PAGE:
How to talk to your child about tutoring
Both parents and students alike can feel worried or on edge about starting tutoring. Left unattended, that nervousness can become dread or resentment. We’ve found in our time at TeacherFindr that successful tutoring relationships begin with a crucial conversation between parent and child. Here are some tips for talking to your child about tutoring that will help navigate those nerves and set you up for a productive experience.
Practice positive framing
For some of us, even the word tutoring carries negative connotations. Needless to say, that baggage should be left behind. Before you talk to your child, cast aside phrases such as “you are falling behind in school” or “we don’t want you to fail.” Instead, remind yourself how you want to see your child become even better in school and tutoring will provide them with with a truly personalized learning experience. Opening the conversation by expressing your support for your child’s continued success will go a long way towards successful tutoring.
Explain the routine
After-school time is a precious resource, and your child will appreciate knowing when, where, and for how long they will meet with their tutor. Make sure your child understands that tutoring is not a chore or punishment, but an opportunity to learn at their own pace in a way that best suits them.
Listen to their perspective
Ask your child to explain in their own words where they need help. Even if they can’t pin down where they’re struggling, children know which teachers they’ve “clicked” with best. They also probably have a good sense of what activities help them learn, and a trained, certified teacher will know how to work those activities into tutorials. Encouraging your child to speak candidly about their experiences in school will not only help set the table for a great first tutorial, but will also help build rapport among parent, student, and tutor.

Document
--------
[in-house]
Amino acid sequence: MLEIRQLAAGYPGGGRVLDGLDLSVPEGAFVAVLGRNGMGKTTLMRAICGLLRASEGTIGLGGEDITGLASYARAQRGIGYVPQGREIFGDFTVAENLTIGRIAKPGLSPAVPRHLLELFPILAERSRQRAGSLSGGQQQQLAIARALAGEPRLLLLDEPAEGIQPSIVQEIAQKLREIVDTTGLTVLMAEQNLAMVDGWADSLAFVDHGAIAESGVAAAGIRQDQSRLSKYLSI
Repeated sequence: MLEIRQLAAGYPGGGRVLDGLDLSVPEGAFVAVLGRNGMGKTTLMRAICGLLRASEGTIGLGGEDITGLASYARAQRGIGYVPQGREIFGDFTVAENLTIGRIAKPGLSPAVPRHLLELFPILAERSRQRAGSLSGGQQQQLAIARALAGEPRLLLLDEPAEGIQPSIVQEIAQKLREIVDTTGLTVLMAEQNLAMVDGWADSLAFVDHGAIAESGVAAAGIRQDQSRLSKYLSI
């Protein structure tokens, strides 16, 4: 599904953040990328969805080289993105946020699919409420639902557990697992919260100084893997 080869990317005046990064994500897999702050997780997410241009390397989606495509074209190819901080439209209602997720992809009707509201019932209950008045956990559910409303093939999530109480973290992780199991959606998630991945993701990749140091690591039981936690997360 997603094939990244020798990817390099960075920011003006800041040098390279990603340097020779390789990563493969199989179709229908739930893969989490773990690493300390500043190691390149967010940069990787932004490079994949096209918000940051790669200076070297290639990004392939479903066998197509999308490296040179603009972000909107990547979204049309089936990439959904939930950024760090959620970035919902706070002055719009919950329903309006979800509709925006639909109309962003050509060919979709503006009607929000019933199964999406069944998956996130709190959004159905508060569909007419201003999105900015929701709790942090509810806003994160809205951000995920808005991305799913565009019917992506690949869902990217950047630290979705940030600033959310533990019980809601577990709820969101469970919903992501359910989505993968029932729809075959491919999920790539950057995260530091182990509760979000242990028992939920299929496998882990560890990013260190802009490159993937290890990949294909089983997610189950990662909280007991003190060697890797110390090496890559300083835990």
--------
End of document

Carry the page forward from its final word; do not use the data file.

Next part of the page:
As we all know, conversations with children don’t always go according to plan. Take a deep breath and remember to stay positive. If your child insists they don’t need help, then frame tutoring as an opportunity to try something new in a 1-on-1 environment with a teacher. Moments like these are when hiring a classroom teacher as your child’s tutor pays off, since they have the patience and know-how to connect with your child and build positive momentum.